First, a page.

Understanding Healthcare Terminology

23.03.22 02:32 PM By Forsite Benefits

The world of health insurance Is full of terms and acronyms that might have your brain buzzing. Knowing exactly what these terms mean can help you better control costs and make the most informed decisions for your health and wallet.

Let’s break down 10 common health insurance terms that you, as a healthcare consumer, should know!

 

1. Claim

A claim is a request for payment that you or your doctor submit to your health insurance company after you receive care. Read this article >> to follow the journey of a claim, from creation to resolution.

 

2. Copay

A copay is the fixed amount the patient pays for a covered healthcare service.

 

3. Coinsurance

The amount shared by you and your health plan for health costs, calculated as a percentage.

 

4. Deductible

A deductible is the amount of health costs you are responsible for before the health plan starts sharing costs.

 

5. Explanation of Benefits

An explanation of benefits, or EOB, is a statement from your health insurance plan describing what costs it will cover for medical care or products you’ve received.

 

6. In-Network Provider

An in-network provider is a healthcare provider in contract with your insurance to provide services to plan members at a pre-negotiated rate.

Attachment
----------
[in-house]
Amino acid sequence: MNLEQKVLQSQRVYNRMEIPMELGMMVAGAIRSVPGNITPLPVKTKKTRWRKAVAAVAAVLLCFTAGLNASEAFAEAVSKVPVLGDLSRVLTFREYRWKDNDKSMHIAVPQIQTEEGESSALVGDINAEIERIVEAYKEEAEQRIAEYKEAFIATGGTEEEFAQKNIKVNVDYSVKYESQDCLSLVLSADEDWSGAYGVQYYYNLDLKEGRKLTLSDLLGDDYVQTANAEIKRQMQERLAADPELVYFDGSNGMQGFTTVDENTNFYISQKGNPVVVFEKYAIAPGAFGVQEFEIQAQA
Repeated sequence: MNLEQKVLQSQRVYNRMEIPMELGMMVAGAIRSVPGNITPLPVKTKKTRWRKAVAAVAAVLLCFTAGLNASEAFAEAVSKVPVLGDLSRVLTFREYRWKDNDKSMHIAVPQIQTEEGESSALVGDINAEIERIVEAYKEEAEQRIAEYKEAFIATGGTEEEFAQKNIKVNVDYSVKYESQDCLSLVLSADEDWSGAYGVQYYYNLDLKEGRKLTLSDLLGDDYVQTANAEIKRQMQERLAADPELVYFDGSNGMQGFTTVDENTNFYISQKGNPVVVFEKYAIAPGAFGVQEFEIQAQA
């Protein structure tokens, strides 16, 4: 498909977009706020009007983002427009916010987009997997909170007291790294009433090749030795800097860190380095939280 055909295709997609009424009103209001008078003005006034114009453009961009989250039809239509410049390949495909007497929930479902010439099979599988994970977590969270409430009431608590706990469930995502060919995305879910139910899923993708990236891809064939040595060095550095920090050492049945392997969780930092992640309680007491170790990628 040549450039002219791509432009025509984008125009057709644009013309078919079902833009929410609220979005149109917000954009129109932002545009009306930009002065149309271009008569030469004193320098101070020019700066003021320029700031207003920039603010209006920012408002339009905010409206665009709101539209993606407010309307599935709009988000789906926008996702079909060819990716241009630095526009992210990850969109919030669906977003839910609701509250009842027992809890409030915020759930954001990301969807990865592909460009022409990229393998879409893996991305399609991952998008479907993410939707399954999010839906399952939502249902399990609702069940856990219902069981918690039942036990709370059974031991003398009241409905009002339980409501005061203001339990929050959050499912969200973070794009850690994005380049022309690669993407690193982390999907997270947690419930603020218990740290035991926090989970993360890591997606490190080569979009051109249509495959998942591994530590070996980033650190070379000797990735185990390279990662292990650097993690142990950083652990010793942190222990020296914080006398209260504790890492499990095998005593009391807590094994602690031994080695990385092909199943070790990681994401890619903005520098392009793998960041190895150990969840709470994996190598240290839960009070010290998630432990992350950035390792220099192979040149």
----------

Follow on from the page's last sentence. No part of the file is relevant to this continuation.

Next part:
7. Out-of-pocket max

The out of pocket max is the most you will pay in a given year for all covered services. This is a combined total of deductible, coinsurance and copayments made for any one individual. Once the out of pocket max has been met, all covered services are covered with no additional cost share.

 

8. Premium

A premium is the amount an individual or employer pays each month for your health insurance or plan. You will learn of the amount you are responsible for at open enrollment each year depending on the plan you choose, and typically see that amount withdrawn from one monthly paycheck, or split between two bi-weekly paychecks.

 

9. Prior authorization or Pre authorization

Prior authorization means getting approval before you can get access to medicine or services. This is not always necessary, but you should call your health insurance company using the number on the back of your ID care before any surgery, diagnostic, lab or other service you are going to receive to ensure your insurance provider has agreed to cover the service.

 

10. Referral

A referral is a written order from your primary care provider for you to see a specialist or get certain health care services. Not all health plans require a referral, but if your plan does, ask your PCP or clinic for an electronic referral before you visit a specialist. Without this referral, you’ll likely pay more for your care or it may not be covered. If you don’t know if you need a referral, sign in to your health plan account or call the number on your ID card to find out. Your ID card may even say "Referrals Required."

 

Now that you have a better understanding of these 10 common terms, you are one step closer to being the best healthcare consumer you can be!


This content originated from www.mc-discover.com

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